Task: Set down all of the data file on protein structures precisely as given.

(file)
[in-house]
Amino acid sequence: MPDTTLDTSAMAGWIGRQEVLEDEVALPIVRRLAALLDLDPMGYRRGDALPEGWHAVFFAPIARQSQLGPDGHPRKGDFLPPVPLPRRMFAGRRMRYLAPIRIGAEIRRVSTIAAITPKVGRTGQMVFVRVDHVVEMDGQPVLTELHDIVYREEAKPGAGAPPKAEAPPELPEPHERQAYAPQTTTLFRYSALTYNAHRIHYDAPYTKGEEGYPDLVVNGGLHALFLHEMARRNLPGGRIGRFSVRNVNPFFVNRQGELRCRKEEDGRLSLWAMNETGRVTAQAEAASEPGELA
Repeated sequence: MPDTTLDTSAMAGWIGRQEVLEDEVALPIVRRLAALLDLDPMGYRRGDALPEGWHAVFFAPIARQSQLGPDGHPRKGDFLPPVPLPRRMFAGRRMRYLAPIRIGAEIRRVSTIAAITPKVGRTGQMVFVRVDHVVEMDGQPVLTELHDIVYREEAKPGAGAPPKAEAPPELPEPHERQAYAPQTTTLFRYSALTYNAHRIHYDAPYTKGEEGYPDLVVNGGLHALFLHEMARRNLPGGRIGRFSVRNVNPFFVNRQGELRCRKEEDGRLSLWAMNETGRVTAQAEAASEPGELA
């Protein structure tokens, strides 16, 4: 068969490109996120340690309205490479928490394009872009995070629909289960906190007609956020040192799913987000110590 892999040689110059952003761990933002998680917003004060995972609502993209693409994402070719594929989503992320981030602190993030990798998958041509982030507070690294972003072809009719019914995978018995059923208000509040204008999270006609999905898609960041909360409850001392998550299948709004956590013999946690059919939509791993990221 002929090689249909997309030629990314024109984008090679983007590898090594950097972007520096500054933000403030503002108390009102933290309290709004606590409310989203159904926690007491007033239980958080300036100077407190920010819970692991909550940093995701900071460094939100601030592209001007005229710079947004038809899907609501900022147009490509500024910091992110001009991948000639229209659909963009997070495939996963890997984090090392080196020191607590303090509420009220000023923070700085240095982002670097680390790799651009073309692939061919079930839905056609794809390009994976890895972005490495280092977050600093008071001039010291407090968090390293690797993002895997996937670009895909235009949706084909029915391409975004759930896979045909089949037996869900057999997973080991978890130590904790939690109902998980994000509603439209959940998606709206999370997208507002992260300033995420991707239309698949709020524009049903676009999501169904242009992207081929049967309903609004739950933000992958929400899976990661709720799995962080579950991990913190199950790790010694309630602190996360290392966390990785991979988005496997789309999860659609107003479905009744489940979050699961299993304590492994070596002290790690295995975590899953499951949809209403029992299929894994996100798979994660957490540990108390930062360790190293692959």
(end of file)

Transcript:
[in-house]
Amino acid sequence: MPDTTLDTSAMAGWIGRQEVLEDEVALPIVRRLAALLDLDPMGYRRGDALPEGWHAVFFAPIARQSQLGPDGHPRKGDFLPPVPLPRRMFAGRRMRYLAPIRIGAEIRRVSTIAAITPKVGRTGQMVFVRVDHVVEMDGQPVLTELHDIVYREEAKPGAGAPPKAEAPPELPEPHERQAYAPQTTTLFRYSALTYNAHRIHYDAPYTKGEEGYPDLVVNGGLHALFLHEMARRNLPGGRIGRFSVRNVNPFFVNRQGELRCRKEEDGRLSLWAMNETGRVTAQAEAASEPGELA
Repeated sequence: MPDTTLDTSAMAGWIGRQEVLEDEVALPIVRRLAALLDLDPMGYRRGDALPEGWHAVFFAPIARQSQLGPDGHPRKGDFLPPVPLPRRMFAGRRMRYLAPIRIGAEIRRVSTIAAITPKVGRTGQMVFVRVDHVVEMDGQPVLTELHDIVYREEAKPGAGAPPKAEAPPELPEPHERQAYAPQTTTLFRYSALTYNAHRIHYDAPYTKGEEGYPDLVVNGGLHALFLHEMARRNLPGGRIGRFSVRNVNPFFVNRQGELRCRKEEDGRLSLWAMNETGRVTAQAEAASEPGELA
């Protein structure tokens, strides 16, 4: 068969490109996120340690309205490479928490394009872009995070629909289960906190007609956020040192799913987000110590 892999040689110059952003761990933002998680917003004060995972609502993209693409994402070719594929989503992320981030602190993030990798998958041509982030507070690294972003072809009719019914995978018995059923208000509040204008999270006609999905898609960041909360409850001392998550299948709004956590013999946690059919939509791993990221 002929090689249909997309030629990314024109984008090679983007590898090594950097972007520096500054933000403030503002108390009102933290309290709004606590409310989203159904926690007491007033239980958080300036100077407190920010819970692991909550940093995701900071460094939100601030592209001007005229710079947004038809899907609501900022147009490509500024910091992110001009991948000639229209659909963009997070495939996963890997984090090392080196020191607590303090509420009220000023923070700085240095982002670097680390790799651009073309692939061919079930839905056609794809390009994976890895972005490495280092977050600093008071001039010291407090968090390293690797993002895997996937670009895909235009949706084909029915391409975004759930896979045909089949037996869900057999997973080991978890130590904790939690109902998980994000509603439209959940998606709206999370997208507002992260300033995420991707239309698949709020524009049903676009999501169904242009992207081929049967309903609004739950933000992958929400899976990661709720799995962080579950991990913190199950790790010694309630602190996360290392966390990785991979988005496997789309999860659609107003479905009744489940979050699961299993304590492994070596002290790690295995975590899953499951949809209403029992299929894994996100798979994660957490540990108390930062360790190293692959």